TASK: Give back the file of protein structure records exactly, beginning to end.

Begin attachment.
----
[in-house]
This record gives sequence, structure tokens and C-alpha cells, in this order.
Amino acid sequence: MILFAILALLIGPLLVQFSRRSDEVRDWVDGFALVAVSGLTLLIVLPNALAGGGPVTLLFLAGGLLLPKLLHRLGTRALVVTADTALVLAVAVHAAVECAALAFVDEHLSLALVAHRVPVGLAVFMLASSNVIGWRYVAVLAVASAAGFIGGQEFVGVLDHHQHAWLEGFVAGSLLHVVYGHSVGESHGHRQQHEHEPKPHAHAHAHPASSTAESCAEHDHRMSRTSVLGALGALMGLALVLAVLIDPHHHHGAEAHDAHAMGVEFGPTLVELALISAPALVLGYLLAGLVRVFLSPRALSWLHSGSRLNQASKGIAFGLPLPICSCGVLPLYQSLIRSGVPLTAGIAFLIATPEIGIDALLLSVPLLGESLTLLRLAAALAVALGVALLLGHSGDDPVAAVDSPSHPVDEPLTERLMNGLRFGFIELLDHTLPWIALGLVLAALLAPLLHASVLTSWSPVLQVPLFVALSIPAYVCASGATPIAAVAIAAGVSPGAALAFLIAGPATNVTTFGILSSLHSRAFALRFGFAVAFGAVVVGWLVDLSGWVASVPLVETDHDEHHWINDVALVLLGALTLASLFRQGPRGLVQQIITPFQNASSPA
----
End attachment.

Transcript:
[in-house]
This record gives sequence, structure tokens and C-alpha cells, in this order.
Amino acid sequence: MILFAILALLIGPLLVQFSRRSDEVRDWVDGFALVAVSGLTLLIVLPNALAGGGPVTLLFLAGGLLLPKLLHRLGTRALVVTADTALVLAVAVHAAVECAALAFVDEHLSLALVAHRVPVGLAVFMLASSNVIGWRYVAVLAVASAAGFIGGQEFVGVLDHHQHAWLEGFVAGSLLHVVYGHSVGESHGHRQQHEHEPKPHAHAHAHPASSTAESCAEHDHRMSRTSVLGALGALMGLALVLAVLIDPHHHHGAEAHDAHAMGVEFGPTLVELALISAPALVLGYLLAGLVRVFLSPRALSWLHSGSRLNQASKGIAFGLPLPICSCGVLPLYQSLIRSGVPLTAGIAFLIATPEIGIDALLLSVPLLGESLTLLRLAAALAVALGVALLLGHSGDDPVAAVDSPSHPVDEPLTERLMNGLRFGFIELLDHTLPWIALGLVLAALLAPLLHASVLTSWSPVLQVPLFVALSIPAYVCASGATPIAAVAIAAGVSPGAALAFLIAGPATNVTTFGILSSLHSRAFALRFGFAVAFGAVVVGWLVDLSGWVASVPLVETDHDEHHWINDVALVLLGALTLASLFRQGPRGLVQQIITPFQNASSPA